This year of the COVID-19 pandemic and major flooding in Cambodia is making it a struggle to maintain a quality of life balance.
Some people are having trouble sleeping, thinking about how to feed their children, earn income, and stay healthy during this pandemic.
The PS family own a rent-to-own home in Peaksneng, and have been using some practices to reduce their worry and stress. Their advice is that:
First, a major item that helps us maintain quality life is to have a proper place to live, where we can feel safe during lockdown, and maintain good hygiene, and proper sanitation to reduce the risk of contracting the virus. Home is a very important place to stay safe and manage the quality of life during the pandemic.
Second, “It’s important for her family to stay engaged with work as a source of inspiration during this dark time of Covid pandemic, with work like raising chickens, fish and ducks, gardening, and going out to harvest wild vegetables.
Third, social support is so important, when something goes wrong in our life we know we can usually rely on our neighbors in our community to assist us.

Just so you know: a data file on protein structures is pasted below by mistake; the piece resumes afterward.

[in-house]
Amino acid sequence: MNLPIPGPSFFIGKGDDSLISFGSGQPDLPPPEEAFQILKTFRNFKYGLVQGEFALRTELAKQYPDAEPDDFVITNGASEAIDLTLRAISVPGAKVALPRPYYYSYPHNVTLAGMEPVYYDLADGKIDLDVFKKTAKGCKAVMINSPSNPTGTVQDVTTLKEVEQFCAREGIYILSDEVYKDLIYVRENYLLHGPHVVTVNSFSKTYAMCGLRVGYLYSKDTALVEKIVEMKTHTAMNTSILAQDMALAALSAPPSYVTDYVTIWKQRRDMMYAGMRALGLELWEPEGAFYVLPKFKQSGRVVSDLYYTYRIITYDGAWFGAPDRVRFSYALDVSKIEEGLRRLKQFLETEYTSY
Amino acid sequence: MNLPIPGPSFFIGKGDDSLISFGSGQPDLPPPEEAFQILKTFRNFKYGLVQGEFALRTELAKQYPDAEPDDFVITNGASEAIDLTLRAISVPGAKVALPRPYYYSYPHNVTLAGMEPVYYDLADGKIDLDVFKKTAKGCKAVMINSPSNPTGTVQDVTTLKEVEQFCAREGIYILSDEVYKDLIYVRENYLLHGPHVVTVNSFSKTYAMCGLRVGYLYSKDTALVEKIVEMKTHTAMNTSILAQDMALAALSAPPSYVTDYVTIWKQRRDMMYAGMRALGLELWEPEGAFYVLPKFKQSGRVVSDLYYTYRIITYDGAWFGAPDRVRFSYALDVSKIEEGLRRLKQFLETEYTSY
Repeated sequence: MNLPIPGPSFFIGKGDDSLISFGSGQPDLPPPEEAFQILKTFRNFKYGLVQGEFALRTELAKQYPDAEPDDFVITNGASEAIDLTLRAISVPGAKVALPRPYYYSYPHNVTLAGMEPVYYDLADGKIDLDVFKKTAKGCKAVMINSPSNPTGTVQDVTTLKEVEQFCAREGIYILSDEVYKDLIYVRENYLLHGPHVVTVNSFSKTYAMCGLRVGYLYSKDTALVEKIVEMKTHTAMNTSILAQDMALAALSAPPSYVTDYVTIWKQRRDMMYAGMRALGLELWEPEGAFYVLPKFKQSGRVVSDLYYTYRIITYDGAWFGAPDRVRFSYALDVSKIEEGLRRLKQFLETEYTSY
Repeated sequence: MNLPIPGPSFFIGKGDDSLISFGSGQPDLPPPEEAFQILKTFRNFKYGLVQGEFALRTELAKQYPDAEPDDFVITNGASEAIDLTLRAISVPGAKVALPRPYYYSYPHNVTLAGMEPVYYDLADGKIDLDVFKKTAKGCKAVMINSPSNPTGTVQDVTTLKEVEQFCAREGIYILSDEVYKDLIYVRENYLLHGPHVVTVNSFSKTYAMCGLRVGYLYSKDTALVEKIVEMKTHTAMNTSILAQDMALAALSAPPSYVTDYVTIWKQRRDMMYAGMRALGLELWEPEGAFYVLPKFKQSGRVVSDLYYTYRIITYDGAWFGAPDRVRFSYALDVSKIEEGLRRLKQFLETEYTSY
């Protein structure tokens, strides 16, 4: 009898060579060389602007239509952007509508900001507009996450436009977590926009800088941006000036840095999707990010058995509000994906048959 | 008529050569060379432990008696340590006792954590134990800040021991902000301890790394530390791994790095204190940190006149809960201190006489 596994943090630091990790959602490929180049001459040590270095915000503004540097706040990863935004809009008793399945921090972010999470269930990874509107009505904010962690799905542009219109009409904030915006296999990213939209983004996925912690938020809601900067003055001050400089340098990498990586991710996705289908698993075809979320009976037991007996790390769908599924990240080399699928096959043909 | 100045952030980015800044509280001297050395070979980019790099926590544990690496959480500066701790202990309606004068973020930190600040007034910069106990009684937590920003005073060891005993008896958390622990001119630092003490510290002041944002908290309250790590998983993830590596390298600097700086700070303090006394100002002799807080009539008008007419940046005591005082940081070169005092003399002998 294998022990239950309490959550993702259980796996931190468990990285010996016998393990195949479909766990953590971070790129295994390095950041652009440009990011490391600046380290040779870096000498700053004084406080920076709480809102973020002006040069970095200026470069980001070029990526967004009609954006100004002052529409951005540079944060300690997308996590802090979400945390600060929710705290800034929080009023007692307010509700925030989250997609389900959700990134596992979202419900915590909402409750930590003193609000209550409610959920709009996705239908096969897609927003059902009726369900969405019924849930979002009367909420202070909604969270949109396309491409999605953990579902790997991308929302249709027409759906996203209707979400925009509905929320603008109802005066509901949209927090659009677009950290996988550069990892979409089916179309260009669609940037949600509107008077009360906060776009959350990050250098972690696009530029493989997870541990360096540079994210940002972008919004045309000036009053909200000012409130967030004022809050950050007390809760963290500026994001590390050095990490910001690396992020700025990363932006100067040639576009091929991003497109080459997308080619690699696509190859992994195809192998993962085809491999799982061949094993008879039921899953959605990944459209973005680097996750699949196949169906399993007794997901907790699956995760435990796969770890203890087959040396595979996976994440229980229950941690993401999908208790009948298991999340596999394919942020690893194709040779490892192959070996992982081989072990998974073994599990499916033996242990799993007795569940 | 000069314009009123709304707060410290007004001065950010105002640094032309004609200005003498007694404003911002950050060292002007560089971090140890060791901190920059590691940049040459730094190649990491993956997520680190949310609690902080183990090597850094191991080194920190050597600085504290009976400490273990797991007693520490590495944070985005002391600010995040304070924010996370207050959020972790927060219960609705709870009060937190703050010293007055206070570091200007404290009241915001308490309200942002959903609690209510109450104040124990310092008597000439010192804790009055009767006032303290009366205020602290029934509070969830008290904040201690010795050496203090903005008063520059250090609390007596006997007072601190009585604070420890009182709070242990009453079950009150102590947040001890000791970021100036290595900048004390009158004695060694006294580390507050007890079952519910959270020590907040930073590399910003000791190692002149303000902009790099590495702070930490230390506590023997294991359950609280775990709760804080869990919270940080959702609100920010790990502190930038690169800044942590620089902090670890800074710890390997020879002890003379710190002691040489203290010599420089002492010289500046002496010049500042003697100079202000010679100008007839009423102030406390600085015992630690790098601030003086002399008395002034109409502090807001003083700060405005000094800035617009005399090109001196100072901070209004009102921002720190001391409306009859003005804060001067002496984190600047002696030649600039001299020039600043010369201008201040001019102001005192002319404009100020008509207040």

Fourth, check in with loved ones regularly while following the recommended heath guidelines of frequent hand washing, social distancing and wearing a mask that are important for slowing the spread of the virus. This practice enables you to safely check in with family and friends.
Fifth, encourage others because when we are scared by the bad news of Covid, it is so tempting to repeat the bad message to others. Instead, actively encouraging friends and families is really important.
Peaksneng Thormacheat manager, Rey Diez counts Cambodia as among the luckiest countries when it comes to the coronavirus, with only 300 plus confirmed cases this year and zero reported deaths. Experts say this is because of long established cultural habits and strict government policies dealing with the virus.
In October, Cambodia experienced its worst seasonal flooding. Thousands of people were affected, 30,000 families lost their homes. About 13 percent of rice crops were flooded and destroyed and many farmers in Peaksneng lost their food security.
During this time, the PS family has been struggling to get their life back to normal. With hope and hard work, little by little, they are managing to get back to their farming and raising livestock.